OLYMPIA—This evening, on a 79-17 vote, the House of Representatives passed a drought preparedness and response measure to modernize Washington’s drought statutes.
“Right now, each time we’re hit by a drought, our response is reactive and that’s not good enough, especially since we know there’ll be more droughts,” said Rep. Brian Blake, D-Aberdeen, chairman of the Rural Development, Agriculture and Natural Resources Committee, and prime sponsor of House Bill 1622. “So why not get ahead of the game with a proactive approach before we’re facing a drought emergency?”
Current law limits the ability of the Department of Ecology to effectively prepare for and respond to drought emergencies. Blake’s legislation will build long-term drought resiliency for farmers, water suppliers and the environment, while also improving the state’s ability to quickly and effectively respond to drought emergencies.
The measure streamlines Ecology’s response by providing flexibility in the types of drought relief projects that can be funded and improves readiness by allowing a “drought advisory warning” ahead of an emergency.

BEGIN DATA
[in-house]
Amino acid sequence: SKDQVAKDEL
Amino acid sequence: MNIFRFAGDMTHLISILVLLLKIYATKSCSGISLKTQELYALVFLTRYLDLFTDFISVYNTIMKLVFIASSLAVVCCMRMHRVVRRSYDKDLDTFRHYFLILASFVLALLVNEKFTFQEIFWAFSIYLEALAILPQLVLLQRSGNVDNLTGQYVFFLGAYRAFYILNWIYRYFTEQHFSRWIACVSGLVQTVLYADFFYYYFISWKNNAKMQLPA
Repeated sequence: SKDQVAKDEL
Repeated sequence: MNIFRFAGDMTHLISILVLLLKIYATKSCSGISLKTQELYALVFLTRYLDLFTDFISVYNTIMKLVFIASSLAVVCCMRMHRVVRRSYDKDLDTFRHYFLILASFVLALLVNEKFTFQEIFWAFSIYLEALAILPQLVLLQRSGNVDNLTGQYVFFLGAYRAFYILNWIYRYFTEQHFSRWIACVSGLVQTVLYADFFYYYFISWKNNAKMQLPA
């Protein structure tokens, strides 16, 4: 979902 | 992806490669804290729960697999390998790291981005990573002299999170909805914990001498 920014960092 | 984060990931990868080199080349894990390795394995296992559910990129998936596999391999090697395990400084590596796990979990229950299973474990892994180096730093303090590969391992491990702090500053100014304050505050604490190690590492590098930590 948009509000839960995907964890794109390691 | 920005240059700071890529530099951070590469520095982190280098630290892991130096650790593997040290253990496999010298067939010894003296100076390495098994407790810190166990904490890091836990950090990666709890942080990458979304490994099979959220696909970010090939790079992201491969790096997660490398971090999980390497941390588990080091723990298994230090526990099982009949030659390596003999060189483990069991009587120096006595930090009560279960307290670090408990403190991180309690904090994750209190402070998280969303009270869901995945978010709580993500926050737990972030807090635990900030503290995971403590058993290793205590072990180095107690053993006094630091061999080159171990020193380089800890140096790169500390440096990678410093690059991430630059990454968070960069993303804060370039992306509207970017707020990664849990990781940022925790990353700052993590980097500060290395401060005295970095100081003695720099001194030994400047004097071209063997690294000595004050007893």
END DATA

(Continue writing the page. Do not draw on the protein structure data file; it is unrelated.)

Authorizing Ecology to fund preparedness projects ahead of drought emergencies will set up a framework to build long-term drought resiliency among water users and communities throughout the state.
“Building a back-up water supply for a small community, farmer, or fish hatchery before there’s a drought emergency would increase the reliability of their water supply, which would help them endure the impact of droughts,” said Blake.
When he introduced HB 1622 in the 2019 session at the request of the Department of Ecology, six of Blake’s colleagues signed onto the bill, three Republicans and three Democrats. It garnered more bipartisan support on its path to the House Floor, where it was approved with a large majority margin only to stall in the Senate. Blake hopes his bill fares better in the other chamber the second time around.